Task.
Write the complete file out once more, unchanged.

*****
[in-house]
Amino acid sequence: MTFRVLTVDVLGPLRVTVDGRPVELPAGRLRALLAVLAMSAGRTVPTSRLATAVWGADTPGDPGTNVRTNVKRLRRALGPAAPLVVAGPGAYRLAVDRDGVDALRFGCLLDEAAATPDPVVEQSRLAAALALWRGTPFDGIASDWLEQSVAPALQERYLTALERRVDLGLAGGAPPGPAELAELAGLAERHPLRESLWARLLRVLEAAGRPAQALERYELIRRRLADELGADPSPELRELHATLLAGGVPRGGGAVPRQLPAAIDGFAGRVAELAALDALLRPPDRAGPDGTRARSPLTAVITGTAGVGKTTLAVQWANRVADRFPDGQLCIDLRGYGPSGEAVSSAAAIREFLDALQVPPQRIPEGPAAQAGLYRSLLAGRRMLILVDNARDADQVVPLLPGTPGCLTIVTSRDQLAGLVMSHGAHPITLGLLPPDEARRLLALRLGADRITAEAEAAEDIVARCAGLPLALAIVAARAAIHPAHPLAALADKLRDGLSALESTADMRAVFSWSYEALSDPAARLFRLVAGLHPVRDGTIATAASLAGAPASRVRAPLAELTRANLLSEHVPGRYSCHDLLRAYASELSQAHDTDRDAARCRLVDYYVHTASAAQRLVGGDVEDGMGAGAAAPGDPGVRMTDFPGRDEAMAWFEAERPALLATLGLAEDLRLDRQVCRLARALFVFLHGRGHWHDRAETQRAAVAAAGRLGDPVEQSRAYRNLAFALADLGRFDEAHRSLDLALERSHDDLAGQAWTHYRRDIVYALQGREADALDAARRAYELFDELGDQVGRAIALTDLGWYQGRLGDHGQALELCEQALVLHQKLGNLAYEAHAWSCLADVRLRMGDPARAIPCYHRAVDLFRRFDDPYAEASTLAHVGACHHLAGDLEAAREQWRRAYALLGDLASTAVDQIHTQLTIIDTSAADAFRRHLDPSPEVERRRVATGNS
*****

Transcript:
[in-house]
Amino acid sequence: MTFRVLTVDVLGPLRVTVDGRPVELPAGRLRALLAVLAMSAGRTVPTSRLATAVWGADTPGDPGTNVRTNVKRLRRALGPAAPLVVAGPGAYRLAVDRDGVDALRFGCLLDEAAATPDPVVEQSRLAAALALWRGTPFDGIASDWLEQSVAPALQERYLTALERRVDLGLAGGAPPGPAELAELAGLAERHPLRESLWARLLRVLEAAGRPAQALERYELIRRRLADELGADPSPELRELHATLLAGGVPRGGGAVPRQLPAAIDGFAGRVAELAALDALLRPPDRAGPDGTRARSPLTAVITGTAGVGKTTLAVQWANRVADRFPDGQLCIDLRGYGPSGEAVSSAAAIREFLDALQVPPQRIPEGPAAQAGLYRSLLAGRRMLILVDNARDADQVVPLLPGTPGCLTIVTSRDQLAGLVMSHGAHPITLGLLPPDEARRLLALRLGADRITAEAEAAEDIVARCAGLPLALAIVAARAAIHPAHPLAALADKLRDGLSALESTADMRAVFSWSYEALSDPAARLFRLVAGLHPVRDGTIATAASLAGAPASRVRAPLAELTRANLLSEHVPGRYSCHDLLRAYASELSQAHDTDRDAARCRLVDYYVHTASAAQRLVGGDVEDGMGAGAAAPGDPGVRMTDFPGRDEAMAWFEAERPALLATLGLAEDLRLDRQVCRLARALFVFLHGRGHWHDRAETQRAAVAAAGRLGDPVEQSRAYRNLAFALADLGRFDEAHRSLDLALERSHDDLAGQAWTHYRRDIVYALQGREADALDAARRAYELFDELGDQVGRAIALTDLGWYQGRLGDHGQALELCEQALVLHQKLGNLAYEAHAWSCLADVRLRMGDPARAIPCYHRAVDLFRRFDDPYAEASTLAHVGACHHLAGDLEAAREQWRRAYALLGDLASTAVDQIHTQLTIIDTSAADAFRRHLDPSPEVERRRVATGNS